Volkswagen welcomed in the new decade with a moving ode to its most iconic vehicle, the Beetle, which will be discontinued this year after 81 years of production. The event marked an intriguing challenge for Johannes Leonardo, VW's USA agency since winning the account in 2019. The team had to build a campaign around a product that wouldn't be purchasable anymore, tapping into the iconic nature of the Beetle and the role it has played in pivotal moments throughout history.
This challenge also proved particularly appealing for Fx Goby, the Nexus Studios director that Johannes Leonardo enlisted to helm the campaign's central film. To bring this special story to life he opted to use Rotoscope, an intriguing method of animation that involves shooting the film in live action before drawing over every image, giving the final film an unpredictable warmth. LBB's Addison Capper spoke with him to find out more.
LBB> What was it about this project that made you interested to get involved in it?
Fx> I like the commissions that are unusual. I had never done a commercial that isn’t selling something. This brief was different. It was about celebrating a cultural icon. This was instantly exciting. I am not a materialistic person, but I understand the strong bond we can have with a car like the Beetle. The design is iconic, so gorgeous and smart, and it has marked generations of people, become a cultural landmark, starred in films and lots more...
LBB> What were your initial thoughts with regards to how you could bring the story to life?
Fx> It was clear to me that we needed a very intimate angle to tell this story. We needed to move away from the usual car commercials with extravagant camera movements and sleek lighting. I thought, if I can make this story personal, then it can be relatable and universal. And this is exactly how I structured the film.
LBB> What were your main aims and ambitions with regards to the overall aesthetics of the film?
Fx> I wanted a film that felt textured, tactile and approachable. The Beetle is the most popular car ever, it was even called ‘the people’s car’, so it was imperative to make an emotional film, with genuine feelings without being saccharine.
LBB> You decided to animate the film in live action - can you explain why you took that approach and what animating in that way does to the final film?
Fx> Haha! Yes! It probably looks silly to do the film twice! This technique is called Rotoscope and it consists of drawing over the live action frame by frame, which means we had to shoot our film first to then draw over every image. I chose this technique as it brings more realism to the scenes; it conveys some of the subtleties of the acting that we would probably accentuate in traditional animation. It also brings craft and allows for a strong art direction with pure colour blocks and textures, creating a very illustrative feel. I see this film as a nostalgic postcard, glimpses of life where the car was always at the right place. This illustrative feel really completes the essential warmth for the story to feel right.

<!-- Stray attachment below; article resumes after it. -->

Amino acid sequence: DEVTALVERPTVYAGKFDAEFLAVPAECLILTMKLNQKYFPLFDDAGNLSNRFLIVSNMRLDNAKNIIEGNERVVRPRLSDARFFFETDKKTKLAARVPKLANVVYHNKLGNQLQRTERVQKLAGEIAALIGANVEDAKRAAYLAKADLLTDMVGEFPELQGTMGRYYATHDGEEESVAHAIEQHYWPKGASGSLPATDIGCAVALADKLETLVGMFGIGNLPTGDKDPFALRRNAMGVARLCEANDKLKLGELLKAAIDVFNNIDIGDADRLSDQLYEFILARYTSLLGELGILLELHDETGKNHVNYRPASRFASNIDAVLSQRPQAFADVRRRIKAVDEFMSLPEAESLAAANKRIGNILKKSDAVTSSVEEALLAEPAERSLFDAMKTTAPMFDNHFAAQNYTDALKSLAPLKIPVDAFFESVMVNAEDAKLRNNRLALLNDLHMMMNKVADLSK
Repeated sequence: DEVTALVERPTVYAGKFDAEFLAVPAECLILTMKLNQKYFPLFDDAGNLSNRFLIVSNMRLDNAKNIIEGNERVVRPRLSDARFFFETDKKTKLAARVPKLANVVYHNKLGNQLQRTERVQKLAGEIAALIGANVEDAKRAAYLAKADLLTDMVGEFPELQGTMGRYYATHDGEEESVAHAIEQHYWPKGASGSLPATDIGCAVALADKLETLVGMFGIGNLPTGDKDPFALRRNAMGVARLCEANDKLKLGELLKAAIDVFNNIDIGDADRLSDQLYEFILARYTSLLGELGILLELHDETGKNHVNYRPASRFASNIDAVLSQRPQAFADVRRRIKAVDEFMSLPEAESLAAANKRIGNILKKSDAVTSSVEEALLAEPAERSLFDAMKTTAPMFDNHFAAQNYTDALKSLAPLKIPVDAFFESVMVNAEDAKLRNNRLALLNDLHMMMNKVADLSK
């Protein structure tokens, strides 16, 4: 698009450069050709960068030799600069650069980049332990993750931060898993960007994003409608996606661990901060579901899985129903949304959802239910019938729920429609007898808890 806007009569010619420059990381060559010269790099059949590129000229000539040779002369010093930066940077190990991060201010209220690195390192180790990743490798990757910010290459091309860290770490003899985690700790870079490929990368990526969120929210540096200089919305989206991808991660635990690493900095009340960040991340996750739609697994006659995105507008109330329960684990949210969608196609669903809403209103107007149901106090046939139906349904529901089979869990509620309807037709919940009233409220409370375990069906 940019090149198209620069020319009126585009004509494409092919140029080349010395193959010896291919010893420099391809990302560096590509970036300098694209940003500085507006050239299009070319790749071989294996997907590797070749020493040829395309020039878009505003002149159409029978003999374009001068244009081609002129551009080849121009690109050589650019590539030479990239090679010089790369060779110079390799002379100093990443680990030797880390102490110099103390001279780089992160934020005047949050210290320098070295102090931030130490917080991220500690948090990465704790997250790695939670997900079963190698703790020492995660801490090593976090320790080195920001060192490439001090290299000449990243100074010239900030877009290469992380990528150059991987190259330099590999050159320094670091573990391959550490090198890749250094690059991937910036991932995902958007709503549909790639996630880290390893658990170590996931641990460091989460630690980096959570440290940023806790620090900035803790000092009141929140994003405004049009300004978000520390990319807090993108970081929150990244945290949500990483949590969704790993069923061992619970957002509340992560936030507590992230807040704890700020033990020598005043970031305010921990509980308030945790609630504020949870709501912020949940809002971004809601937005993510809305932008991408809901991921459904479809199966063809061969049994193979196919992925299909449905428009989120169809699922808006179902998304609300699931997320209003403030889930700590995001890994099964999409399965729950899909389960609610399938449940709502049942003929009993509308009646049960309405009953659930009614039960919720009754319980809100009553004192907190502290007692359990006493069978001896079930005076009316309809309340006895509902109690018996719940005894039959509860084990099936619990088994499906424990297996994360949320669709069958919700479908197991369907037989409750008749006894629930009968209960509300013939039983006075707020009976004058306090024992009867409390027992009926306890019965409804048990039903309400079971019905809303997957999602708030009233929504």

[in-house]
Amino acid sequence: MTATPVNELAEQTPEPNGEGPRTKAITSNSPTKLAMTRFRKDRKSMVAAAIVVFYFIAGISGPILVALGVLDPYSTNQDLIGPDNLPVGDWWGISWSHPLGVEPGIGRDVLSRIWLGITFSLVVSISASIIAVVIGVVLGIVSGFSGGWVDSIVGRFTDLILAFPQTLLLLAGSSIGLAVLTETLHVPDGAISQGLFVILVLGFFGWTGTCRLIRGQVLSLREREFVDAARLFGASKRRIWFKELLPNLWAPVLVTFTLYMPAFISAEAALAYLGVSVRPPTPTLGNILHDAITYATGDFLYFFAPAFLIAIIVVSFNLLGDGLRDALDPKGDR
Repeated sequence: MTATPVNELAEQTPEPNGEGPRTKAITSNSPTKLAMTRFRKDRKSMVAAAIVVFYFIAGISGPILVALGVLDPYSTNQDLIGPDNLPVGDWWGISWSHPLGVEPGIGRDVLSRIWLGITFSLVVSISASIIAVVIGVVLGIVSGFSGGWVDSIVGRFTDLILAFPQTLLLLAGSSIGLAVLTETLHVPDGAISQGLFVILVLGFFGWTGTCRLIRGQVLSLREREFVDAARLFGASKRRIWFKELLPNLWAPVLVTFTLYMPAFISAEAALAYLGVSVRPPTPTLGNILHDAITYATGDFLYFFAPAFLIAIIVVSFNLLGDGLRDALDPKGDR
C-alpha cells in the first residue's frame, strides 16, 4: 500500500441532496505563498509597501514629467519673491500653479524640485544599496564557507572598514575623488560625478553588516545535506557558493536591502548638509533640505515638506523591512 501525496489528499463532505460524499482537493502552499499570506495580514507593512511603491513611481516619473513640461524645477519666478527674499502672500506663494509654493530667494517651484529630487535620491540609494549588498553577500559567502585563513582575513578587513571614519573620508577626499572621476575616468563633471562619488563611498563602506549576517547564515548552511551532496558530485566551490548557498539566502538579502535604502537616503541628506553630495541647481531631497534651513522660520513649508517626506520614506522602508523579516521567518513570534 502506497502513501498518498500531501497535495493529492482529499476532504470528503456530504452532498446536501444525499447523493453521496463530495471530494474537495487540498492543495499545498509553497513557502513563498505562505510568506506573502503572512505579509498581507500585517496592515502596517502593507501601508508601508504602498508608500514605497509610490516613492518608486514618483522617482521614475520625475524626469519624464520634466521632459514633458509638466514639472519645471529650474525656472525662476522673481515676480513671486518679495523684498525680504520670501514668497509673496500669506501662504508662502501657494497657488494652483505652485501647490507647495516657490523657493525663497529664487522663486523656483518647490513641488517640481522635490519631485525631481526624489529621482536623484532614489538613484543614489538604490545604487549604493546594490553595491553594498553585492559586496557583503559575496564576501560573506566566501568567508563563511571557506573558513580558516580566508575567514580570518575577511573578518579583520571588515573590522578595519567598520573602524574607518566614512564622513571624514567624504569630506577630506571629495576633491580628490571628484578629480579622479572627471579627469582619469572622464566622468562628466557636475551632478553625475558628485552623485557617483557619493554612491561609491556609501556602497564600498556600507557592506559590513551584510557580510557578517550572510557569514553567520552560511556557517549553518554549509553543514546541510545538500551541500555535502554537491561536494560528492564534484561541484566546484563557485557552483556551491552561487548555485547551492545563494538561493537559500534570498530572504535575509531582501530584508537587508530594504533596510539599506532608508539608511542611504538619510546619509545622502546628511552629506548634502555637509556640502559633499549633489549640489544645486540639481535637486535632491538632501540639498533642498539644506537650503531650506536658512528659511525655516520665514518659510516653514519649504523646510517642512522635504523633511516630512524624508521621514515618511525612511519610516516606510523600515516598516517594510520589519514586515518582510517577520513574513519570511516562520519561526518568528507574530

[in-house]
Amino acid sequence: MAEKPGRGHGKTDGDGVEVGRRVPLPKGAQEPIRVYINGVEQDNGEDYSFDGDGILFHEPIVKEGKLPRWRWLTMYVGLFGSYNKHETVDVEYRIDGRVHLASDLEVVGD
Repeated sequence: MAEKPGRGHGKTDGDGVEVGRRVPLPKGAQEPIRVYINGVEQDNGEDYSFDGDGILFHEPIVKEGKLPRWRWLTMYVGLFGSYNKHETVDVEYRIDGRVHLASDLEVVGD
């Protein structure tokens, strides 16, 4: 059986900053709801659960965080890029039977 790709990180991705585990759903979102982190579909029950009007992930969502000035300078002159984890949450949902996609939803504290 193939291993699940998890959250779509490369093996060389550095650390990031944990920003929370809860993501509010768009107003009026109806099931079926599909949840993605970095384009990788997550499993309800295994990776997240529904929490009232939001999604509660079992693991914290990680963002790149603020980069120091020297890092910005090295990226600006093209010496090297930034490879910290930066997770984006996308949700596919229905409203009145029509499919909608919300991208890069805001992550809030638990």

LBB> What were the main challenges of this approach and how does it impact the final film?
Fx> What is great with this technique is that you know exactly where you are going because you have a working approved edit. What is hard is that it is a bit counter-intuitive. You might think the average animator can handle it because it is basically tracing over the live action. Well, it actually requires extremely talented animators to have the accuracy and the taste to compensate for the little accidents we see in live action. It is a tedious task that needs precision and we made sure to have a kickass team!
LBB> You used a colour palette inspired by different VW model colours - how did you find this challenge as a director? Did it impact your approach much?
Fx> True! You are well informed! We started using only colours created for the VW beetle in the ‘60s, and my intention was to stick to that rule throughout. But quickly we realised we were missing some essential warm tones to balance for the mostly cold pastel palette. So we worked with complimentary warm tones to the original cool tones in order to have a more balanced film. I love creating constraints or working within limits, it always produces stronger work and I am very happy with the palette that Fanny Hagdahl Sorebo, one of the designers, created for the film.
LBB> Any parting thoughts?
Fx> I went in a Beetle for the first time on the shoot. This one was from 1963, the iconic era. And I was blown away by every single item of design and the thinking behind it. I wish we could still see more of these wonderful designs in our everyday objects! Crafting the farewell to the Beetle was definitely a huge treat.